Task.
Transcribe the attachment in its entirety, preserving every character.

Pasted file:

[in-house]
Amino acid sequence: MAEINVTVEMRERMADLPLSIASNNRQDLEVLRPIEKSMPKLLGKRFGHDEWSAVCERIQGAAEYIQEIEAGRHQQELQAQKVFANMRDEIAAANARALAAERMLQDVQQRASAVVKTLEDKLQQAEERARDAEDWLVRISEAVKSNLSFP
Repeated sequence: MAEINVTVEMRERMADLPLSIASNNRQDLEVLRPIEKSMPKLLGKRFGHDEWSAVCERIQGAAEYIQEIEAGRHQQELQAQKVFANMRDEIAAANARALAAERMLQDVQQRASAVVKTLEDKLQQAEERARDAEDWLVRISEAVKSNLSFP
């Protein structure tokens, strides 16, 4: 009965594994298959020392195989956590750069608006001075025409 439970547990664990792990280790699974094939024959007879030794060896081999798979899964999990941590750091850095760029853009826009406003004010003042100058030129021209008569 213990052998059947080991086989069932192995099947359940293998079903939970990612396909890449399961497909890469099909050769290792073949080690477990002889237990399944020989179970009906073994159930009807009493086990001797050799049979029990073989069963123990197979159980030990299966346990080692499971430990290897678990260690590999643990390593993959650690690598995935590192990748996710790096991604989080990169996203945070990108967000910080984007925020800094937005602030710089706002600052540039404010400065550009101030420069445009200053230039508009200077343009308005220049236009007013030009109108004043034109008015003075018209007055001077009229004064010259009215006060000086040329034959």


[in-house]
Amino acid sequence: MAEINVTVEMRERMADLPLSIASNNRQDLEVLRPIEKSMPKLLGKRFGHDEWSAVCERIQGAAEYIQEIEAGRHQQELQAQKVFANMRDEIAAANARALAAERMLQDVQQRASAVVKTLEDKLQQAEERARDAEDWLVRISEAVKSNLSFP
Repeated sequence: MAEINVTVEMRERMADLPLSIASNNRQDLEVLRPIEKSMPKLLGKRFGHDEWSAVCERIQGAAEYIQEIEAGRHQQELQAQKVFANMRDEIAAANARALAAERMLQDVQQRASAVVKTLEDKLQQAEERARDAEDWLVRISEAVKSNLSFP
């Protein structure tokens, strides 16, 4: 009965594994298959020392195989956590750069608006001075025409 439970547990664990792990280790699974094939024959007879030794060896081999798979899964999990941590750091850095760029853009826009406003004010003042100058030129021209008569 213990052998059947080991086989069932192995099947359940293998079903939970990612396909890449399961497909890469099909050769290792073949080690477990002889237990399944020989179970009906073994159930009807009493086990001797050799049979029990073989069963123990197979159980030990299966346990080692499971430990290897678990260690590999643990390593993959650690690598995935590192990748996710790096991604989080990169996203945070990108967000910080984007925020800094937005602030710089706002600052540039404010400065550009101030420069445009200053230039508009200077343009308005220049236009007013030009109108004043034109008015003075018209007055001077009229004064010259009215006060000086040329034959």